WarLocK _____________________________________________________________________________ The War is oNNNNNNNNNNNNN for 720+ see my Test exp here http://gmatclub.com/forum/my-test-experience-111610.html do not hesitate me giving kudos if you like my post.

Re: If n is an integer from 1 to 96 (inclusive), what is the probability [#permalink]

Show Tags

05 Apr 2011, 08:35

Warlock007 wrote:

Dear fluke I did it by simple method as below

first i counted the no which are divisible by 8 through1 - 96 it was 96/8=12 so for each value there will be 3 pairs I.e. 12 x 3 =36 similarly i counted the nos which are divisible by 4 it was 96/4=24 now (as if n = multiple of 4 then n+2 will be even hence multiple of 8)

i added up 36+24=60 and hence the required probability = 60/96=.625

please correct me if i am wrong

You got the answer right but there seems some discrepancy in the counting.

When you counted all numbers divisible by 8 and then multiplied by 3; that would include sets such as

Below; 8 is divisible by 8 6*7*8 7*8*9 8*9*10

Below; 16 is divisible by 8 14*15*16 15*16*17 16*17*18

Below; 80 is divisible by 8 78*79*80 79*80*81 80*81*82

Sets where n=4 or a multiple of 4, such as 4*5*6 8*9*10 12*13*14 16*17*18

The colored sets are counted twice each.

At the same time, the following sets are never counted: 2*3*4 10*11*12

Luckily, the number of sets you missed compensated for the number of sets you double counted and got the correct result.
_________________

Re: If n is an integer from 1 to 96 (inclusive), what is the probability [#permalink]

Show Tags

05 Apr 2011, 08:38

fluke wrote:

Warlock007 wrote:

Dear fluke I did it by simple method as below

first i counted the no which are divisible by 8 through1 - 96 it was 96/8=12 so for each value there will be 3 pairs I.e. 12 x 3 =36 similarly i counted the nos which are divisible by 4 it was 96/4=24 now (as if n = multiple of 4 then n+2 will be even hence multiple of 8)

i added up 36+24=60 and hence the required probability = 60/96=.625

please correct me if i am wrong

You got the answer right but there seems some discrepancy in the counting.

When you counted all numbers divisible by 8 and then multiplied by 3; that would include sets such as

Below; 8 is divisible by 8 6*7*8 7*8*9 8*9*10

Below; 16 is divisible by 8 14*15*16 15*16*17 16*17*18

Below; 80 is divisible by 8 78*79*80 79*80*81 80*81*82

Sets where n=4 or a multiple of 4, such as 4*5*6 8*9*10 12*13*14 16*17*18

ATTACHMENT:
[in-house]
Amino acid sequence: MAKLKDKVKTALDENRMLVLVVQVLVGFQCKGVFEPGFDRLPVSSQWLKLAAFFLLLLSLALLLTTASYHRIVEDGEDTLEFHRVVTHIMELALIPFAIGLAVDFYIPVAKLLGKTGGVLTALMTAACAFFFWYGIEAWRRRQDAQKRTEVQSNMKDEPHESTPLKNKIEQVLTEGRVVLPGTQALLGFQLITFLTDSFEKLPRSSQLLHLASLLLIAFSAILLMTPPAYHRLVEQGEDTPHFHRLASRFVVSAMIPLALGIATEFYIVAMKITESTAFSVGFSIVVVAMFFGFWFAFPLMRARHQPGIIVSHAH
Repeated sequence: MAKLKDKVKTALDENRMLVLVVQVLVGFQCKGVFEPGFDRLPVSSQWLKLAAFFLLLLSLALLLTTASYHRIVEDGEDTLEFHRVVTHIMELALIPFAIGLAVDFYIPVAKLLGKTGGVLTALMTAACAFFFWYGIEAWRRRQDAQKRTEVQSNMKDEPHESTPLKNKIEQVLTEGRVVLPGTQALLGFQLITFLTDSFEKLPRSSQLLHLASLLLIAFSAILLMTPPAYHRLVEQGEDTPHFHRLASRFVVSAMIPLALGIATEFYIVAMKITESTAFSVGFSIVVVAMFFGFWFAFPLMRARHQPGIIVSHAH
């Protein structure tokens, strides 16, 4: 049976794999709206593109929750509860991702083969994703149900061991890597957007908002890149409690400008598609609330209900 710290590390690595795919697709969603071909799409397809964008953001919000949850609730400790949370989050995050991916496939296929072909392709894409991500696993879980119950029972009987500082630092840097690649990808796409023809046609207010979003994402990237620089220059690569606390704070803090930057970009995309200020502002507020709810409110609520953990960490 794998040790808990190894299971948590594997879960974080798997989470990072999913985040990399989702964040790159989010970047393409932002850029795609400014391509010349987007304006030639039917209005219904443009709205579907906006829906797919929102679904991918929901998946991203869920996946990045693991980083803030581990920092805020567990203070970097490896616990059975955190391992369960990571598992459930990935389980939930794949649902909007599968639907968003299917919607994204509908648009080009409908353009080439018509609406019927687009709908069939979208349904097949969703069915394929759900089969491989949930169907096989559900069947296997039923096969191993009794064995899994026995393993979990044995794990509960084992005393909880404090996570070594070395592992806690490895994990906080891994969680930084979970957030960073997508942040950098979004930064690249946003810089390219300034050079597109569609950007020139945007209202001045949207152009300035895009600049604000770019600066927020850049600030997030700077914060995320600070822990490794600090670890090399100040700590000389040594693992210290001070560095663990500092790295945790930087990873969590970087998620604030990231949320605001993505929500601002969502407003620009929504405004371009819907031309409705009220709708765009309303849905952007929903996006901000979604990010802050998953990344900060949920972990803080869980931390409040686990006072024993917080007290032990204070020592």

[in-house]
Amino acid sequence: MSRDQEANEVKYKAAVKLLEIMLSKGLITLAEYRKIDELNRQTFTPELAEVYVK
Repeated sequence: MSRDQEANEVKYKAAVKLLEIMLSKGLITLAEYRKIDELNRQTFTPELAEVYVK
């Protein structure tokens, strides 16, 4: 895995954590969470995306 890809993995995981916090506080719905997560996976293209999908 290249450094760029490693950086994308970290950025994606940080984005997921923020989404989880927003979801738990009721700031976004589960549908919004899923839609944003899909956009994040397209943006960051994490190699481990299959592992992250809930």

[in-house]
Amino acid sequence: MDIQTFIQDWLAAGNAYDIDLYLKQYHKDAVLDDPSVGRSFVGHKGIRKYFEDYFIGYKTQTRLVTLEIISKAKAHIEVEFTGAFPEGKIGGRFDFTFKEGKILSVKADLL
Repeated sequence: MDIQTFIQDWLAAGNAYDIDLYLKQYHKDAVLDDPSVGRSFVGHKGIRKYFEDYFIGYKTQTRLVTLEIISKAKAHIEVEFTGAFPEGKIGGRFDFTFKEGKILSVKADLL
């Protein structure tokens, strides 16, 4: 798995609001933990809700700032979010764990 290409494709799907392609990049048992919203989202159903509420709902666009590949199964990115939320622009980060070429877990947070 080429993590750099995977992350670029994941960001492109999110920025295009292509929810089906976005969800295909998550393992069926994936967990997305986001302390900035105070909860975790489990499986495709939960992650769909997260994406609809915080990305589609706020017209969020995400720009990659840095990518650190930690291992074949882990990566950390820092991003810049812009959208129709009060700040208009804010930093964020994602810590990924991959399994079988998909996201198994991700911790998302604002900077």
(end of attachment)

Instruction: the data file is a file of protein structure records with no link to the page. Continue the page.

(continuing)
The colored sets are counted twice each.

At the same time, the following sets are never counted: 2*3*4 10*11*12

Luckily, the number of sets you missed compensated for the number of sets you double counted and got the correct result.

hey fluke you are right man....Thanks for your help
_________________

WarLocK _____________________________________________________________________________ The War is oNNNNNNNNNNNNN for 720+ see my Test exp here http://gmatclub.com/forum/my-test-experience-111610.html do not hesitate me giving kudos if you like my post.

Re: If n is an integer from 1 to 96 (inclusive), what is the probability [#permalink]

Show Tags

08 Oct 2015, 02:00

chloeholding wrote:

Hi, I'm having major problem with this question below. Can anyone help? I have seen an explanation saying that N is divisible by 8 when n is even and when (n+1) is divisible by 8 but I cannot really follow why you would approach it this way. Any advice or clearer explanation much appreciated!!

PROBABILITY OF INTEGER BEING DIVISIBLE BY 8: If n is an integer from 1 to 96 (inclusive), what is the probability for N being divisible by 8 when N=n*(n+1)*(n+2)

A. 25% B 50% C 62.5% D. 72.5% E. 75%

N=n*(n+1)*(n+2)

either n is divisible by 8 so 12 factors of 8 in the list, 12/96 = 1/8

or n is even which means 48 even numbers in list 48 /96 = 1/2

Hi, I'm having major problem with this question below. Can anyone help? I have seen an explanation saying that N is divisible by 8 when n is even and when (n+1) is divisible by 8 but I cannot really follow why you would approach it this way. Any advice or clearer explanation much appreciated!!

There’s something in Pacific North West that you cannot find anywhere else. The atmosphere and scenic nature are next to none, with mountains on one side and ocean on...

This month I got selected by Stanford GSB to be included in “Best & Brightest, Class of 2017” by Poets & Quants. Besides feeling honored for being part of...

Joe Navarro is an ex FBI agent who was a founding member of the FBI’s Behavioural Analysis Program. He was a body language expert who he used his ability to successfully...